Greed -- not green -- drives sales of small, environmentally friendly cars, a top industry executive said on Tuesday.
Volvo Car Corp Chief Executive Stephen Odell said studies show environmentalism dropped below the top 10 reasons for buying a car last year as wary customers shunned showrooms.
The reason to opt for a fuel efficient smaller car was value for money driven by generous tax breaks. If it just so happens that you had a car that qualified for incentives...then that was great, he said, calling the shift a function of the economy.
European governments have promoted fuel efficient vehicles through tax breaks, a policy that has benefited mainly makers of smaller, cheaper cars rather than premium auto brands like Mercedes-Benz, BMW and Volvo.
Environmentalism as a driving factor for auto sales will come back as the economy starts to recover, Odell said.
The British executive who worked at Jaguar, Mazda and Ford before taking the helm at Volvo said the premium auto segment will not likely recover to 2007 levels until after 2012.
The economic crisis had hit Volvo hard because this time it also impacted people who had money. Volvo has laid off 25 percent of the workforce and agreed shortened working hours for remaining staff as a way to avert further layoffs.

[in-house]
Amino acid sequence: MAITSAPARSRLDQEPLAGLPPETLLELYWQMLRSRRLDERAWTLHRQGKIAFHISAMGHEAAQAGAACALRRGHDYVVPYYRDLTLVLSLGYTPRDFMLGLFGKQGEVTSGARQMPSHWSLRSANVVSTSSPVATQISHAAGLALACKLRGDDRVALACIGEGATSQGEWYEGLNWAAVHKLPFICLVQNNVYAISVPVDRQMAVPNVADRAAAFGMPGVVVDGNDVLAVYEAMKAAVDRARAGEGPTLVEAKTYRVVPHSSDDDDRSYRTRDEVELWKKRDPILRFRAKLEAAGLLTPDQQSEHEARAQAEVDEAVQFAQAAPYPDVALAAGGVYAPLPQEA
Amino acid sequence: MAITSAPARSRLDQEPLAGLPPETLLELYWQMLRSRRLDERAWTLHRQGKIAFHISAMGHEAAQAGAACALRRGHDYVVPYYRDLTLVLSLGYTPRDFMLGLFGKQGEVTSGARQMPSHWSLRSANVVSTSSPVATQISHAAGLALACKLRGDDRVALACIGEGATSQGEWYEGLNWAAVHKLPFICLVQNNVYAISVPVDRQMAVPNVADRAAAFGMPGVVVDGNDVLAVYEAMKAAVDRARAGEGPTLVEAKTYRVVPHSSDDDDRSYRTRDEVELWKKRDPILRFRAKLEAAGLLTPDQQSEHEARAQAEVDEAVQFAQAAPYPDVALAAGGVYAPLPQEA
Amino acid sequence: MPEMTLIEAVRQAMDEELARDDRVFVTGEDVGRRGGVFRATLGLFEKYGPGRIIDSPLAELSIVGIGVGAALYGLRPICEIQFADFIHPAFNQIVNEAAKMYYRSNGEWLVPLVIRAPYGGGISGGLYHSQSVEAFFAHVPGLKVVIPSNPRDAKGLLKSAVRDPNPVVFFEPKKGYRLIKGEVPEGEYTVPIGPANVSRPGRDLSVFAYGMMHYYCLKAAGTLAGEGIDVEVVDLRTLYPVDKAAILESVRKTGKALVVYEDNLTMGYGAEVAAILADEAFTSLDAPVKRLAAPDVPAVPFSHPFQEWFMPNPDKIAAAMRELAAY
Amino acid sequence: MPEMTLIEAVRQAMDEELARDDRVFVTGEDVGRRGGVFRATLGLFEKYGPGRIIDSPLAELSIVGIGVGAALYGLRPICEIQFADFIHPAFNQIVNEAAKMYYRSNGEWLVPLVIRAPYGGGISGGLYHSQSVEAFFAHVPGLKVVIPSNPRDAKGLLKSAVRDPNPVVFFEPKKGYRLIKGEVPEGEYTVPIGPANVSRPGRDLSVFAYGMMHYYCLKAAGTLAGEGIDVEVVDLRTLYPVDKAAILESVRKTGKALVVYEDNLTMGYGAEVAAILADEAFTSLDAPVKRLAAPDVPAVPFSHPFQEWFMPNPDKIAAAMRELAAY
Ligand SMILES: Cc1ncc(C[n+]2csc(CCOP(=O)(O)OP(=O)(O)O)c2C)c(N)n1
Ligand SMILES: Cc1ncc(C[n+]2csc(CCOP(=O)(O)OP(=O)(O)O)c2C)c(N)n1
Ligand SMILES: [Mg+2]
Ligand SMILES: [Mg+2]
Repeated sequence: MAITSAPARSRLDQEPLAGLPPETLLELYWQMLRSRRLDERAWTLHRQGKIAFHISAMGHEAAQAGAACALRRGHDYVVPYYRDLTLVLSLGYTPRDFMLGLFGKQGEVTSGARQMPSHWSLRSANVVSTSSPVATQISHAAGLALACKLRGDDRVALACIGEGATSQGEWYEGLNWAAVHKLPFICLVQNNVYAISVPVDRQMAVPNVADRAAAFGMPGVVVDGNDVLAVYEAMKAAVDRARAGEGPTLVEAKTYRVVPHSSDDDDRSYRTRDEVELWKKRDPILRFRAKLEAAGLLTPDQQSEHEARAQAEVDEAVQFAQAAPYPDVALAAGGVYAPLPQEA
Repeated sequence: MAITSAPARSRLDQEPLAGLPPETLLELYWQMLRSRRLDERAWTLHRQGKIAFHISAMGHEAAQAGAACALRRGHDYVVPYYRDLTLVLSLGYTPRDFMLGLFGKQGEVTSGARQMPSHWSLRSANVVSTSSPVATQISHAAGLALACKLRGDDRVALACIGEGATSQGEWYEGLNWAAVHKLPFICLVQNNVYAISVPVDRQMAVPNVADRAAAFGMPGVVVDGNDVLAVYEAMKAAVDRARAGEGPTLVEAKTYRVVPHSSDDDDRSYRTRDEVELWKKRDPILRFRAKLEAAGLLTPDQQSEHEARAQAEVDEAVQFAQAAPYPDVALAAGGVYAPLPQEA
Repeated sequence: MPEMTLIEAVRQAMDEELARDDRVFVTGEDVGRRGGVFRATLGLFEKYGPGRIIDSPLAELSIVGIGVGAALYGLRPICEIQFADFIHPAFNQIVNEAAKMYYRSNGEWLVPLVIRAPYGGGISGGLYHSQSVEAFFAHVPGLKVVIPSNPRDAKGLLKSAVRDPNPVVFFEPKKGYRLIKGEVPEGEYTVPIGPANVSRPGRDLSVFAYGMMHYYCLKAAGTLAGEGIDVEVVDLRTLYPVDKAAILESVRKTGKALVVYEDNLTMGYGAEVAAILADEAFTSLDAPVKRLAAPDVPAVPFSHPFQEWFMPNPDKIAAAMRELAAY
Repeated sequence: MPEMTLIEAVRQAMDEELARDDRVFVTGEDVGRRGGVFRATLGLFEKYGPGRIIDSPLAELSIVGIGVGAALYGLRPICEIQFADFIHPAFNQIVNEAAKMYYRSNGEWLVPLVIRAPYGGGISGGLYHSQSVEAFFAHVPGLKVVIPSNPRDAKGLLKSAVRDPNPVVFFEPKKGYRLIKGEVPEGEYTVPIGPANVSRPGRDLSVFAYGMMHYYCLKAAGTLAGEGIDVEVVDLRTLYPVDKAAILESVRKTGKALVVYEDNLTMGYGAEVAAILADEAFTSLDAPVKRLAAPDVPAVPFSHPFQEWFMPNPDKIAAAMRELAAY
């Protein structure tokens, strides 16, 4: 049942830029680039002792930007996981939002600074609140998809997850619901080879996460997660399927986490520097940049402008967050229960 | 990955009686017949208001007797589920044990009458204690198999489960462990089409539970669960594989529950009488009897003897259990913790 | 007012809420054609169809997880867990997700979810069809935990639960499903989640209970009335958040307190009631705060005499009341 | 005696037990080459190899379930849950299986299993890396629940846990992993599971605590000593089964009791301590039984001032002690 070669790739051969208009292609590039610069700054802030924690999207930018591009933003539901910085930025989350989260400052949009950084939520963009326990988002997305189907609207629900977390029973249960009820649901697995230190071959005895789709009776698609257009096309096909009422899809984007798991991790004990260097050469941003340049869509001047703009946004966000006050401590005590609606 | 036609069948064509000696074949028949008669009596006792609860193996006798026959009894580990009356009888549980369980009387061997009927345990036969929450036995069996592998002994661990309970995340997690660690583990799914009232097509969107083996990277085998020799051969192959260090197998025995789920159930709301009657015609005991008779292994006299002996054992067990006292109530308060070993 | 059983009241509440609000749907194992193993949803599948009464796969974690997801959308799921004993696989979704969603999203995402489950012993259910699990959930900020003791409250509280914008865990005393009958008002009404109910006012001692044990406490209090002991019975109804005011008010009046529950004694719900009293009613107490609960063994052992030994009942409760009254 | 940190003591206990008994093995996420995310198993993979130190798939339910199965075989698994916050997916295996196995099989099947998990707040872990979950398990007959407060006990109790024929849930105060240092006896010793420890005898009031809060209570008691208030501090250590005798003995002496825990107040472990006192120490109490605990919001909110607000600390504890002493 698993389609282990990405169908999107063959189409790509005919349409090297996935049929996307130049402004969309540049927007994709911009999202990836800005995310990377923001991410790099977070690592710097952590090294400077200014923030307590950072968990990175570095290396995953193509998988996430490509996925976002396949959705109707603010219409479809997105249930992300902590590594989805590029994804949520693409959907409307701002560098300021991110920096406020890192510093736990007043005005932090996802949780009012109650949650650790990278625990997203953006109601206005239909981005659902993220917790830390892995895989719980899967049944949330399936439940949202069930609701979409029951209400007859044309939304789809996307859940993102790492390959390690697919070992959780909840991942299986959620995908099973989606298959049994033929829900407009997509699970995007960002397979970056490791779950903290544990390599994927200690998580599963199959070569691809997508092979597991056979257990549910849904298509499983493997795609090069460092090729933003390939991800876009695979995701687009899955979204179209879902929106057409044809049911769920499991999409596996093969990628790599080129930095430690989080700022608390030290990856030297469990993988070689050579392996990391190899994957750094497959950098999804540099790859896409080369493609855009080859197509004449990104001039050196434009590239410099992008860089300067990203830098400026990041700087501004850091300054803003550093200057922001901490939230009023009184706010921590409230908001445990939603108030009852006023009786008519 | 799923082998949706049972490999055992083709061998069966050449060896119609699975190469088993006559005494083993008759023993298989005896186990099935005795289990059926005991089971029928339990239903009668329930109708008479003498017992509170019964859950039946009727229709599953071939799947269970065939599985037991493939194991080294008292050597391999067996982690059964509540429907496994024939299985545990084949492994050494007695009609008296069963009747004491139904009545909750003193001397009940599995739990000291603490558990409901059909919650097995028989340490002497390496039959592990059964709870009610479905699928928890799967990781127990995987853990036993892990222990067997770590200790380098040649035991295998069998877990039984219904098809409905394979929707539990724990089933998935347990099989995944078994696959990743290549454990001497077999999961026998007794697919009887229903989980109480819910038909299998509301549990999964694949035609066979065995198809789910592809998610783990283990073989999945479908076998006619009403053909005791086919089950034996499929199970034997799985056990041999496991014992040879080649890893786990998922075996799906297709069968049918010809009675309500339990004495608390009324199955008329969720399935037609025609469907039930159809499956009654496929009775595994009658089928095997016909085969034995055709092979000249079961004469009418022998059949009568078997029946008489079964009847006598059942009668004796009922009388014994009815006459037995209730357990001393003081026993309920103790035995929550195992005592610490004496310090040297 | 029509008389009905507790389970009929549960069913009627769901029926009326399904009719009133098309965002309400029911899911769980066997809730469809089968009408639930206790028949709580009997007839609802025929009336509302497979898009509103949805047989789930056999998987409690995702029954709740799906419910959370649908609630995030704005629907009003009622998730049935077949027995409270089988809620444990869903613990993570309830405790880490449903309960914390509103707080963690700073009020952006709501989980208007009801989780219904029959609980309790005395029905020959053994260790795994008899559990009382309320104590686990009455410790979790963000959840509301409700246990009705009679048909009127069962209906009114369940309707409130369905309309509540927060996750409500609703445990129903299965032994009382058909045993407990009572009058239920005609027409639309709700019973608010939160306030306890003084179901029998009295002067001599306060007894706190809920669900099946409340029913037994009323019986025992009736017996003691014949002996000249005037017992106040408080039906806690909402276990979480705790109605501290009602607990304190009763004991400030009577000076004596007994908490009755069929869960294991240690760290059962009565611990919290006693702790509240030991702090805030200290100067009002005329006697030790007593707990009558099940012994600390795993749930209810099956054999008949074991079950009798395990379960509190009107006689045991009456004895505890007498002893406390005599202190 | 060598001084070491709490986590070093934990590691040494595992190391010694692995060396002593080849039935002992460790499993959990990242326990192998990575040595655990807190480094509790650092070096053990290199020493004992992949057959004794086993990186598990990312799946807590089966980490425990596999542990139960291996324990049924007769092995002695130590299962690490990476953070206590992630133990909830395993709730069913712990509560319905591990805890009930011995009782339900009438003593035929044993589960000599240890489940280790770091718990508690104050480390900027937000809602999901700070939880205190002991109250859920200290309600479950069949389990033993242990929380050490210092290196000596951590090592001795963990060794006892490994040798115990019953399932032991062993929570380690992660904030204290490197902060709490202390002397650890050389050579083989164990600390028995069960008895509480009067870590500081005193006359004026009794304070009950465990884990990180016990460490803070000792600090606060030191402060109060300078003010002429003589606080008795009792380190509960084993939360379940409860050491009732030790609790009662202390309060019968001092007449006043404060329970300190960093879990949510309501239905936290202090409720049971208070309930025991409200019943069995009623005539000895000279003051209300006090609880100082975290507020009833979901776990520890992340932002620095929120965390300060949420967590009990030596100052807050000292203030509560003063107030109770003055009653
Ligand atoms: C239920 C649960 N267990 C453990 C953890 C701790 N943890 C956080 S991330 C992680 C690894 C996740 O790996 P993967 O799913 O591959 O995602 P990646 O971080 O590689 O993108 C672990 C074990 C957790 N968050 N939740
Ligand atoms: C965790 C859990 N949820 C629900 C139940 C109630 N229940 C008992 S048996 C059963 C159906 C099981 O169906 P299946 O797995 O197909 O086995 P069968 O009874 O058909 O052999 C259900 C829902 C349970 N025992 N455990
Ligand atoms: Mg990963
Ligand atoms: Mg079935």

Odell declined comment on the status of the sale of Volvo by parent Ford Motor Co but said he had met very interesting and interested people about a sale of the Swedish auto maker.
His first priority was still returning Volvo to profitability. Should a sale come he would like to see ownership change as quickly as possible but without haste.
Odell said Ford would ultimately decide on whether to sell and to whom, but added his personal preference for a potential purchaser would be someone who understands the brand. People I have spoken with have a good understanding of the brand.
Geely Holding Group Co, parent of China's Geely Automotive, has expressed interest in bidding for the Swedish group which media reports have valued at close to $2 billion.